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Markets in a Minute

Black Swan Events: Short-term Crisis, Long-term Opportunity

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Black Swan Events COViD-19

black swan events

This Markets in a Minute chart is available as a poster.

Black Swans: Short-term Crisis, Long-term Opportunity

Few investors could have predicted that a viral outbreak would end the longest-running bull market in U.S. history. Now, the COVID-19 pandemic has pushed stocks far into bear market territory. From its peak on February 19th, the S&P 500 has fallen almost 30%.

While this volatility can cause investors to panic, it’s helpful to keep a long-term perspective. Black swan events, which are defined as rare and unexpected events with severe consequences, have come and gone throughout history. In today’s Markets in a Minute chart from New York Life Investments, we explore the sell-off size and recovery length for some of these events.

Wars, Viruses, and Excessive Valuations

With sell-offs ranging from -5% to -50%, black swan events have all impacted the S&P 500 differently. Here’s a look at select events over the last half-century:

EventStart of Sell-off/Previous PeakSize of Sell-offDuration of Sell-off (Trading Days)Duration of Recovery (Trading Days)
Israel Arab War/Oil EmbargoOctober 29, 1973-17.1%271475
Iranian Hostage CrisisOctober 5, 1979-10.2%2451
Black MondayOctober 13, 1987-28.5%5398
First Gulf WarJanuary 1, 1991-5.7%68
9/11 AttacksSeptember 10, 2001-11.6%615
SARSJanuary 14, 2003-14.1%3940
Global Financial CrisisOctober 9, 2007-56.8%3561022
Intervention in LibyaFebruary 18, 2011-6.4%1829
Brexit VoteJune 8, 2016-5.6%149
COVID-19*February 19, 2020-29.5%19N/A (ongoing)

* Figure as of market close on March 18, 2020. The sell-off measures from the market high to the market low.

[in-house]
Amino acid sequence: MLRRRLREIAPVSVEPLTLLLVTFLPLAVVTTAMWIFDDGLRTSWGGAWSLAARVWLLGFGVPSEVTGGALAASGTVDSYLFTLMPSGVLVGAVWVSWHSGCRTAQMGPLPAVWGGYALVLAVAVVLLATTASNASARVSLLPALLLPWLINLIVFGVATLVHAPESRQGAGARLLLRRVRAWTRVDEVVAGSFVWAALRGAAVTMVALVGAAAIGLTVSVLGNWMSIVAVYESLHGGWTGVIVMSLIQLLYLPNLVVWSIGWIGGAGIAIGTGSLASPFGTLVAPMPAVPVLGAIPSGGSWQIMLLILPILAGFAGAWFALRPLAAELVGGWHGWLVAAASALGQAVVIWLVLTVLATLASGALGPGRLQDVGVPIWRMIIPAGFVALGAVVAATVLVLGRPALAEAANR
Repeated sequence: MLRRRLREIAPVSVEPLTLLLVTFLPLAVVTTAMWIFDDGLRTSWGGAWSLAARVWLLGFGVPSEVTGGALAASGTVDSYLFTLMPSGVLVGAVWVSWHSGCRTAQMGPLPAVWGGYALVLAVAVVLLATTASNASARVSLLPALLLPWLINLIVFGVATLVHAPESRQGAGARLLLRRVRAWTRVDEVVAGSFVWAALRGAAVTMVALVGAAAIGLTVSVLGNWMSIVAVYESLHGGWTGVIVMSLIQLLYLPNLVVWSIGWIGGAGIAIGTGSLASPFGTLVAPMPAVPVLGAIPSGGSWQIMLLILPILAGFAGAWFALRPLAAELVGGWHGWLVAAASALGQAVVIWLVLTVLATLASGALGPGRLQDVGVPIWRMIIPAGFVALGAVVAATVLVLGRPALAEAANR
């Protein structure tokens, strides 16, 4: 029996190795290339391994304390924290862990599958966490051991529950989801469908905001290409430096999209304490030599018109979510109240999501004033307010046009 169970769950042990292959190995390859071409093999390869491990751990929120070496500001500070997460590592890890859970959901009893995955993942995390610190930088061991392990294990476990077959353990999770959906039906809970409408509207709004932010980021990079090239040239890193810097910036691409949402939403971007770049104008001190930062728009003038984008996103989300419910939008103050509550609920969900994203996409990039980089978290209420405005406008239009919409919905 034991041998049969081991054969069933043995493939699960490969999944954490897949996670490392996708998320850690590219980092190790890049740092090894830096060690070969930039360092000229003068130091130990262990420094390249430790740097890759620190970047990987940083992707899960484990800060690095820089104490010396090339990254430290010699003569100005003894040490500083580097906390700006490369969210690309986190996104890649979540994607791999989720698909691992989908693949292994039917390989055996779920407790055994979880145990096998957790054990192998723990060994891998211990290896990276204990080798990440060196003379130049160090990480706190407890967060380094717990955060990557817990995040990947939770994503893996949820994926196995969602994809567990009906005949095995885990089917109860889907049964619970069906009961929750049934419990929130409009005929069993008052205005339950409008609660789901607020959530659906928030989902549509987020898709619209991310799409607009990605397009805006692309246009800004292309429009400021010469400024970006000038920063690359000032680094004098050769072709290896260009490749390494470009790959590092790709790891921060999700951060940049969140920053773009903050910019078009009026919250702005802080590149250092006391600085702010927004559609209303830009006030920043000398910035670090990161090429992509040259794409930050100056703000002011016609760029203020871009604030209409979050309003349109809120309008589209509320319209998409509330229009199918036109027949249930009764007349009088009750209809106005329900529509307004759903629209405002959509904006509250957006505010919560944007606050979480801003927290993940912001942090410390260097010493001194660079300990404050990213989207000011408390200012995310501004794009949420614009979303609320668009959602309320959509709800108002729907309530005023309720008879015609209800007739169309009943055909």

While the declines can be severe, most have been short-lived. Markets typically returned to previous peak levels in no more than a couple of months. The Oil Embargo, Black Monday, and the Global Financial Crisis are notable outliers, with the recovery spanning a year or more.

After Black Monday, the Federal Reserve reaffirmed its readiness to provide liquidity, and the market recovered in about 400 trading days. Both the 1973 Oil Embargo and 2007 Global Financial Crisis led to U.S. recessions, lengthening the recovery over multiple years.

COVID-19: How Long Will it Last?

It’s difficult to predict how long COVID-19 will impact markets, as its societal and financial disruption is unprecedented. In fact, the S&P 500 reached a bear market in just 16 days, the fastest time period on record.

black swan events

Some Wall Street strategists believe that the market will only begin to recover when COVID-19’s daily infection rate peaks. In the meantime, governments have begun announcing rate cuts and fiscal stimulus in order to help stabilize the economy.

Considering the high levels of uncertainty, what should investors do?

Buy on Fear, Sell on Greed?

Legendary investor Warren Buffet is a big proponent of this strategy. When others are greedy—typically when prices are boiling over—assets may be overpriced. On the flipside, there may be good buying opportunities when others are fearful.

Most importantly, investors need to remain disciplined with their investment process throughout the volatility. History has shown that markets will eventually recover, and may reward patient investors.

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Markets in a Minute

The Projected Growth of Alternative Assets

Alternative assets — assets beyond stocks and bonds — are projected to grow by 62% from 2020-2025. Here’s which ones may grow the fastest.

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Alternative Assets

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The Projected Growth of Alternative Assets

When it comes to investing, the focus is typically on stocks and bonds. However, in recent years, many investors have turned their attention to another opportunity: alternative assets.

In fact, global assets under management (AUM) in alternatives are projected to grow by 62% from 2020-2025. In this Markets in a Minute from New York Life Investments, we explain what alternative assets are and which categories will see the most growth.

What are Alternative Assets?

Alternative assets are investments that fall outside of the traditional asset classes of stocks, bonds, and cash. They are broken up into the following asset classes:

  • Private equity: Investing in companies that are not publicly traded or listed on a stock exchange. This can also include the acquisition of public companies by a private investment fund or investor.